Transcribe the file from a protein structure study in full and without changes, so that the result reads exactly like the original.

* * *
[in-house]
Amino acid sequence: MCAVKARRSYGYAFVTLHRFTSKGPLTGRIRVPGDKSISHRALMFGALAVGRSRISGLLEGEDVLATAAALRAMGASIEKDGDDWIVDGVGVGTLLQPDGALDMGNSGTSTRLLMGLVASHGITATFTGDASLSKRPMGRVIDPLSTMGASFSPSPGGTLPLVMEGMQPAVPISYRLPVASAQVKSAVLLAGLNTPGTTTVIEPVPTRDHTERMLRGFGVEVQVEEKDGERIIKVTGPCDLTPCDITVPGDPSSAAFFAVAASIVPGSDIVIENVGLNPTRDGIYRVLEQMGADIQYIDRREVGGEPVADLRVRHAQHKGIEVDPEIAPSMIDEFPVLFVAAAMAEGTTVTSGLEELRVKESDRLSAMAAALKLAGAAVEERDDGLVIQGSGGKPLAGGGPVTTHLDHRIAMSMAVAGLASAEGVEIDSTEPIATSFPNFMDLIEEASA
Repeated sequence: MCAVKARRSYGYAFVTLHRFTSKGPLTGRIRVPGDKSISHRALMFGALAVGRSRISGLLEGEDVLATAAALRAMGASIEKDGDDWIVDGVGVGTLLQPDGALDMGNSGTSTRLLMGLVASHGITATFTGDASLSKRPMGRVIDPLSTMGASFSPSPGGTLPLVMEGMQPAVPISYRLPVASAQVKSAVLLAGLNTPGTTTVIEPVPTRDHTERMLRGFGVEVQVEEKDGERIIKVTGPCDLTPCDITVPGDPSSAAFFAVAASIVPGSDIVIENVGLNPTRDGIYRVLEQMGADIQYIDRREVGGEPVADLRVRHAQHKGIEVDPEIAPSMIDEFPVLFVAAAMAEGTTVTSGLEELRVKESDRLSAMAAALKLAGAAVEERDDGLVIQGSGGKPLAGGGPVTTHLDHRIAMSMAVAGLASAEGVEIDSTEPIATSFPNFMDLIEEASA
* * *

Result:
[in-house]
Amino acid sequence: MCAVKARRSYGYAFVTLHRFTSKGPLTGRIRVPGDKSISHRALMFGALAVGRSRISGLLEGEDVLATAAALRAMGASIEKDGDDWIVDGVGVGTLLQPDGALDMGNSGTSTRLLMGLVASHGITATFTGDASLSKRPMGRVIDPLSTMGASFSPSPGGTLPLVMEGMQPAVPISYRLPVASAQVKSAVLLAGLNTPGTTTVIEPVPTRDHTERMLRGFGVEVQVEEKDGERIIKVTGPCDLTPCDITVPGDPSSAAFFAVAASIVPGSDIVIENVGLNPTRDGIYRVLEQMGADIQYIDRREVGGEPVADLRVRHAQHKGIEVDPEIAPSMIDEFPVLFVAAAMAEGTTVTSGLEELRVKESDRLSAMAAALKLAGAAVEERDDGLVIQGSGGKPLAGGGPVTTHLDHRIAMSMAVAGLASAEGVEIDSTEPIATSFPNFMDLIEEASA
Repeated sequence: MCAVKARRSYGYAFVTLHRFTSKGPLTGRIRVPGDKSISHRALMFGALAVGRSRISGLLEGEDVLATAAALRAMGASIEKDGDDWIVDGVGVGTLLQPDGALDMGNSGTSTRLLMGLVASHGITATFTGDASLSKRPMGRVIDPLSTMGASFSPSPGGTLPLVMEGMQPAVPISYRLPVASAQVKSAVLLAGLNTPGTTTVIEPVPTRDHTERMLRGFGVEVQVEEKDGERIIKVTGPCDLTPCDITVPGDPSSAAFFAVAASIVPGSDIVIENVGLNPTRDGIYRVLEQMGADIQYIDRREVGGEPVADLRVRHAQHKGIEVDPEIAPSMIDEFPVLFVAAAMAEGTTVTSGLEELRVKESDRLSAMAAALKLAGAAVEERDDGLVIQGSGGKPLAGGGPVTTHLDHRIAMSMAVAGLASAEGVEIDSTEPIATSFPNFMDLIEEASA